[NOTE TO THOSE WHO GET THE LESSON BY E-MAIL: We recently compared our
main English e-mail list with the TAGnet list. The TAGnet list is
used to mail out the weekly Bible study. TAGnet’s list had 2,300
fewer addresses than our list. Many of these 2,300 are bad addresses.
However, I am aware that TAGnet drops good e-mail addresses under
certain circumstances. This generally involves the e-mail service
being temporarily down for a good address. If you find that you are
not getting the lesson, go to www.GoBible.org and sign up again. You
will get a message that your name is already on the list. Ignore that
message. We thought we found the perfect way to send out the Bible
study by e-mail, but we find we still encounter problems. Sorry.]

Introduction: Delay. I hate it! Within the last year I saw a
nationwide traffic survey of the U.S. that revealed that the traffic
where I live is the worst of any major city. Traffic governs a great
deal of my life. I travel at certain times and avoid other times so
that I will not constantly be delayed. While I have been delayed
hours in traffic at one time, I have never been delayed 2,000 years.
That is “the delay” in Jesus’ Second Coming and the study of our
lesson this week. Who knew it would be so long? What should we do?
How should we look at this? Let’s charge into our lesson and consider
a story that will help us to better understand the delay and what we
should do about it!

  1. The Wedding Preparation

    1. Read Matthew 25:1. What kind of event is a wedding?

      1. If you are a “virgin,” do you look at a wedding
        differently? (These are individuals who have not been
        married. Not only is this wedding an adventure, but
        they hope to have their own wedding some day.)

      2. They bring lamps. What does that suggest? (That they
        believed the day would end and it would get dark
        before the bridegroom came.)

      3. What does bringing a lamp along show about these
        virgins? (They are thinking ahead. They are paying
        attention to what they are doing.)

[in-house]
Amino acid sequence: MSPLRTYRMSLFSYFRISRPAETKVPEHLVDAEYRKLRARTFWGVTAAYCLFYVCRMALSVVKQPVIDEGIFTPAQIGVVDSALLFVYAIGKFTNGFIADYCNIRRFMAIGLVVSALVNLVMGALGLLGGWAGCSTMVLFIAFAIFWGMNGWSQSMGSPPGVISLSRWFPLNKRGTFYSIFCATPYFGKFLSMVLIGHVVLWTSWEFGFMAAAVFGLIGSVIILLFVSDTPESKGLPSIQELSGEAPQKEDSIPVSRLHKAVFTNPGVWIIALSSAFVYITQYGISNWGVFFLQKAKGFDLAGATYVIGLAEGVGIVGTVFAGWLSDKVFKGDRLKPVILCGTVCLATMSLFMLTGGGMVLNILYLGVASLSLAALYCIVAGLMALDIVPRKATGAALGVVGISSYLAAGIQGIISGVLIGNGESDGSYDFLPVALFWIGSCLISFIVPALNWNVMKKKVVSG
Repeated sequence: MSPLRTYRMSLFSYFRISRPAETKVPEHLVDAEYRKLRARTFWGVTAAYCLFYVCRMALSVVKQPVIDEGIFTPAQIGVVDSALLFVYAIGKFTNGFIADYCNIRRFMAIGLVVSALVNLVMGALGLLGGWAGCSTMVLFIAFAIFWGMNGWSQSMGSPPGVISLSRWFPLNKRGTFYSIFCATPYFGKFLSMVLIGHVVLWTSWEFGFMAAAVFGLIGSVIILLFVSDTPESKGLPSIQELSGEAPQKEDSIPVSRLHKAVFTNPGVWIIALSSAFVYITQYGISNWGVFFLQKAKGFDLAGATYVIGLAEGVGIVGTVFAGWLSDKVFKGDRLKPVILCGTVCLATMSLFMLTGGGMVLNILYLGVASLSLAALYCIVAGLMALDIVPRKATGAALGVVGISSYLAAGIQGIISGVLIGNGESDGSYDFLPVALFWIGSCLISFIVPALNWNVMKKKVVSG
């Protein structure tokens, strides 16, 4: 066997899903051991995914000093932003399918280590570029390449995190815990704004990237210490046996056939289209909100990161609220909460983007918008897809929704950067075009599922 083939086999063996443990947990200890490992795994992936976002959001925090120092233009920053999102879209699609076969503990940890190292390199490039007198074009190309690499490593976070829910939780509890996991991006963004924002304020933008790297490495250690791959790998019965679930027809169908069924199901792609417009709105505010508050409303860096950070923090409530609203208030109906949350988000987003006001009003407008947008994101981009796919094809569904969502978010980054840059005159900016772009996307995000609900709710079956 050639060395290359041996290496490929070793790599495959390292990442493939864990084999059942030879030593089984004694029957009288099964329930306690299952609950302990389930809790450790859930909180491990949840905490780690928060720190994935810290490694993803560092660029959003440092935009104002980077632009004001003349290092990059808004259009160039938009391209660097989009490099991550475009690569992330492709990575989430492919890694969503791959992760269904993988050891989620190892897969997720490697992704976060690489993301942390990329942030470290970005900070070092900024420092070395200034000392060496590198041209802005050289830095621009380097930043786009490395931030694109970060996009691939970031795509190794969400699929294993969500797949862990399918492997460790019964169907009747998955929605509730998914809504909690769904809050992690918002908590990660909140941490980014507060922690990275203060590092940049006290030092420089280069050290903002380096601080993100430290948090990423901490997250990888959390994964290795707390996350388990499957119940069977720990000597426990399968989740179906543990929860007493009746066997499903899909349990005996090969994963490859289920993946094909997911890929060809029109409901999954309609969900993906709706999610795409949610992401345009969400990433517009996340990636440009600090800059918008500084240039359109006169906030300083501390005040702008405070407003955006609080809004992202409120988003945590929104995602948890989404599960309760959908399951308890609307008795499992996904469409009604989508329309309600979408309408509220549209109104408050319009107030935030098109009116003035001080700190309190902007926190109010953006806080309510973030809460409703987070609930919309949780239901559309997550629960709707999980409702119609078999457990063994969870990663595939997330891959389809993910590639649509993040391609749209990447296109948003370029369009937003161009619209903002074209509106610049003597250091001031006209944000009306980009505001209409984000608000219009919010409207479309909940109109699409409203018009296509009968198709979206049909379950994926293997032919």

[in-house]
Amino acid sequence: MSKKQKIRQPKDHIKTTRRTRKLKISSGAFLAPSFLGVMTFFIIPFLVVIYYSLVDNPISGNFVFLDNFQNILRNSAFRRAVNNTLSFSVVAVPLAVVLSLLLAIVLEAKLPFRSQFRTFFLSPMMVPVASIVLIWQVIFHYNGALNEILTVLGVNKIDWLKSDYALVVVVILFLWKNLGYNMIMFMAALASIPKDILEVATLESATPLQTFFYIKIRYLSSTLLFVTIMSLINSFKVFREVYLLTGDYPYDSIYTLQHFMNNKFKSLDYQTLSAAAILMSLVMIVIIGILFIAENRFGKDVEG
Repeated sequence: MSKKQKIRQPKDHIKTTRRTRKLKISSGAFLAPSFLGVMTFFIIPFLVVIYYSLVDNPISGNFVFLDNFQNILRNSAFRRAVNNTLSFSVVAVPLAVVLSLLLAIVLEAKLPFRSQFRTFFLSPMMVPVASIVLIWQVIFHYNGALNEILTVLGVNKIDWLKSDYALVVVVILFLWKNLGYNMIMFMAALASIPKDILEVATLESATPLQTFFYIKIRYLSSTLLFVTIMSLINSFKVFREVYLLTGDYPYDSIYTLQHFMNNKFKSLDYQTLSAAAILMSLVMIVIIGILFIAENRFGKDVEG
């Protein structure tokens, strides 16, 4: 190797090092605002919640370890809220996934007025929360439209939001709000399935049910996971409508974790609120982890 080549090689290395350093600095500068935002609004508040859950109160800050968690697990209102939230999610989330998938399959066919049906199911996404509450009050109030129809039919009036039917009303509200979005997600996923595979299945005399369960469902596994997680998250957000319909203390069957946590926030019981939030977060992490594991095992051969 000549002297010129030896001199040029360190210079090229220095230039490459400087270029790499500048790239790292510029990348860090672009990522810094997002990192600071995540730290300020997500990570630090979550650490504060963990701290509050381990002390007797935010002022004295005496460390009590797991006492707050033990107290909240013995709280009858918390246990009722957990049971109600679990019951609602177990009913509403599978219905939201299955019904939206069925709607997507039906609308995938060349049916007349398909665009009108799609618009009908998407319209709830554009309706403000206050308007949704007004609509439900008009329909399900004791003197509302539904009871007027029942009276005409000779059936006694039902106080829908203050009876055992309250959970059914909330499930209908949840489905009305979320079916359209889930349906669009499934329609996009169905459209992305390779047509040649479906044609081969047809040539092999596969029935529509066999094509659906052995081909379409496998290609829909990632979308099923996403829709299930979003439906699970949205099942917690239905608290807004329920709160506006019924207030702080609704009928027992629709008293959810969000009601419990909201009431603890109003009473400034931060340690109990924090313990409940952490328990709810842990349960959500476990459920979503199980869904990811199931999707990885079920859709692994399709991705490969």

2. Let’s step back a minute. Jesus is beginning to tell us a
      story, a parable. When Jesus talks about meeting the
      “bridegroom,” what is He really speaking about? (Consider
      the context. Matthew chapter 24 is all about Jesus’ Second
      Coming. This story is about individuals who are getting
      ready to meet Jesus (the Bridegroom) when He returns to

      1. If I am right about this being a story about Jesus’
        Second Coming, what other information do we gather
        from verse 1 about these virgins? (That they believe
        in the Second Coming and are preparing to be ready
        for it. These are Christians who are preparing for
        the Advent.)

    3. Read Matthew 25:2-4. What separates the “wise” from the
      “foolish” virgins? (The wise virgins took “extra
      batteries” with them.)

      1. Do you take extra batteries with you when you use a
        flashlight? Do you put extra cans of gas in your car
        when you go on a trip? Why are we calling the virgins
        “foolish” who took full lamps with them – but not
        extra supplies? If I were going to a wedding, the
        last think I would want to carry with me is a bottle
        of oil. Imagine getting that on your clothes!
        (Apparently, the virgins are called “foolish” because
        they should have known there would be a delay.)

      2. Why not expect the bridegroom to be “on time?” Why
        not call the “foolish” virgins the “reasonable
        expectation” virgins?

        1. Isn’t the bridegroom the one who is “foolish” if
          he comes late to his own wedding? We have
          reasonable preparation by all the virgins. Do
          you have to do more than what is reasonable to
          be called “wise?” (Again, we need to look at the
          context. Jesus, in Matthew 24, kept stressing
          that we will not know when He will come again.
          (See, especially, Matt. 24:36.) If the
          Bridegroom explains that he does not know when
          he is coming, then just bringing your lamp
          filled with oil is not “reasonable” preparation.
          The Bridegroom is not at fault here.)

  2. The Wedding Wait

    1. Read Matthew 25:5. In terms of the Second Coming, what
      does it mean to “fall asleep?”

      1. What significance do you find in the fact that they
        all fell asleep?